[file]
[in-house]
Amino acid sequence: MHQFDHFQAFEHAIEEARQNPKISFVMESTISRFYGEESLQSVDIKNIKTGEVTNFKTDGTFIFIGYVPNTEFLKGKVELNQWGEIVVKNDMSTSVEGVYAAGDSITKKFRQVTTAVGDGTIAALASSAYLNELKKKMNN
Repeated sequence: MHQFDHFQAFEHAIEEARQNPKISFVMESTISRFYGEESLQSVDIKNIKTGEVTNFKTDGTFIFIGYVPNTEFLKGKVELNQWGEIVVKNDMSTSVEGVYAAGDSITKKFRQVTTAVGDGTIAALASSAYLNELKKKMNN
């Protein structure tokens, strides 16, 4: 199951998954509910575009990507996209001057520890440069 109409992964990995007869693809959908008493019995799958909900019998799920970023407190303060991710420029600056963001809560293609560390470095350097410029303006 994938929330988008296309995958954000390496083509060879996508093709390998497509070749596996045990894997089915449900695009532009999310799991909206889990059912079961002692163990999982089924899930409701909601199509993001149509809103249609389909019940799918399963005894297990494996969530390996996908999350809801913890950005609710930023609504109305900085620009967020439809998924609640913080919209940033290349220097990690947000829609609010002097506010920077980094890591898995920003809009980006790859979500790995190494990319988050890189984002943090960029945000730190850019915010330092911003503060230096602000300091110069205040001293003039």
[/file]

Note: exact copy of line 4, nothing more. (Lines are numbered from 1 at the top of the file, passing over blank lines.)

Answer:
């Protein structure tokens, strides 16, 4: 199951998954509910575009990507996209001057520890440069 109409992964990995007869693809959908008493019995799958909900019998799920970023407190303060991710420029600056963001809560293609560390470095350097410029303006 994938929330988008296309995958954000390496083509060879996508093709390998497509070749596996045990894997089915449900695009532009999310799991909206889990059912079961002692163990999982089924899930409701909601199509993001149509809103249609389909019940799918399963005894297990494996969530390996996908999350809801913890950005609710930023609504109305900085620009967020439809998924609640913080919209940033290349220097990690947000829609609010002097506010920077980094890591898995920003809009980006790859979500790995190494990319988050890189984002943090960029945000730190850019915010330092911003503060230096602000300091110069205040001293003039």